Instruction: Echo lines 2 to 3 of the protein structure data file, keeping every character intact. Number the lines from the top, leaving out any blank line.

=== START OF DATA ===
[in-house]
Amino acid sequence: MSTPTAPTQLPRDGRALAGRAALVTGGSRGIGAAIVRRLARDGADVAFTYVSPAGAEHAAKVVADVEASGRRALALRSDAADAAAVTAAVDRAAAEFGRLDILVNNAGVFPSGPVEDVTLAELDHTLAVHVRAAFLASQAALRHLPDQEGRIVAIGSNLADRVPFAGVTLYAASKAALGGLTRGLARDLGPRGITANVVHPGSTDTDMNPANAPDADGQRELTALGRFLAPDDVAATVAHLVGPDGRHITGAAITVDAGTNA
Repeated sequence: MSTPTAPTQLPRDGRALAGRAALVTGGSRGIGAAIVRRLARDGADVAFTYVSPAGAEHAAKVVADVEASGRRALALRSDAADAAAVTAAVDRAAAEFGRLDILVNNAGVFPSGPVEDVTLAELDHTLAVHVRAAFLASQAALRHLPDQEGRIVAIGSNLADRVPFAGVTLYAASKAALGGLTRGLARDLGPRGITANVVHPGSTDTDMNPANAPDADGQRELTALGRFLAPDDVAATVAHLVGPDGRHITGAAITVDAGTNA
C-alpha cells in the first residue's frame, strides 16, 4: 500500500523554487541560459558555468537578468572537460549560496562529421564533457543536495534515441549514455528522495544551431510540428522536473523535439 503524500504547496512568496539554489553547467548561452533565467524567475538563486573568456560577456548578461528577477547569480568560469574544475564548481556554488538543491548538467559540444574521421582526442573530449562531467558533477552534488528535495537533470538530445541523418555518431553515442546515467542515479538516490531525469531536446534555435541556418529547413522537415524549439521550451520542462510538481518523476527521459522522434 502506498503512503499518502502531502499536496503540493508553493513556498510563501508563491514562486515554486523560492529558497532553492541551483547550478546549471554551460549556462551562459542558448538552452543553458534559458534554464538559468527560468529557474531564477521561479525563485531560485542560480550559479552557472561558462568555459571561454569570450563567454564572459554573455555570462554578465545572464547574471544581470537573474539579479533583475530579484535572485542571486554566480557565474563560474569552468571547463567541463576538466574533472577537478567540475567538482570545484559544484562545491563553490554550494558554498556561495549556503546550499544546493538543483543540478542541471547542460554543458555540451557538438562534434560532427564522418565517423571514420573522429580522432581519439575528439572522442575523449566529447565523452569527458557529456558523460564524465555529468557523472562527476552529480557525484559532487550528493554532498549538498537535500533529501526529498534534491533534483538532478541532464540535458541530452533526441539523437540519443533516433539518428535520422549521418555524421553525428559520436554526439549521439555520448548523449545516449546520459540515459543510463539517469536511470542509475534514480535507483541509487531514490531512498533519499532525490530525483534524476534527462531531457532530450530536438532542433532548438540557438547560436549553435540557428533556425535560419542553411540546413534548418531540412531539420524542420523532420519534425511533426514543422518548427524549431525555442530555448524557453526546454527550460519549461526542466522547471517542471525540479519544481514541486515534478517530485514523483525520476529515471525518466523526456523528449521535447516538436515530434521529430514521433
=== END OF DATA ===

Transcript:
Amino acid sequence: MSTPTAPTQLPRDGRALAGRAALVTGGSRGIGAAIVRRLARDGADVAFTYVSPAGAEHAAKVVADVEASGRRALALRSDAADAAAVTAAVDRAAAEFGRLDILVNNAGVFPSGPVEDVTLAELDHTLAVHVRAAFLASQAALRHLPDQEGRIVAIGSNLADRVPFAGVTLYAASKAALGGLTRGLARDLGPRGITANVVHPGSTDTDMNPANAPDADGQRELTALGRFLAPDDVAATVAHLVGPDGRHITGAAITVDAGTNA
Repeated sequence: MSTPTAPTQLPRDGRALAGRAALVTGGSRGIGAAIVRRLARDGADVAFTYVSPAGAEHAAKVVADVEASGRRALALRSDAADAAAVTAAVDRAAAEFGRLDILVNNAGVFPSGPVEDVTLAELDHTLAVHVRAAFLASQAALRHLPDQEGRIVAIGSNLADRVPFAGVTLYAASKAALGGLTRGLARDLGPRGITANVVHPGSTDTDMNPANAPDADGQRELTALGRFLAPDDVAATVAHLVGPDGRHITGAAITVDAGTNA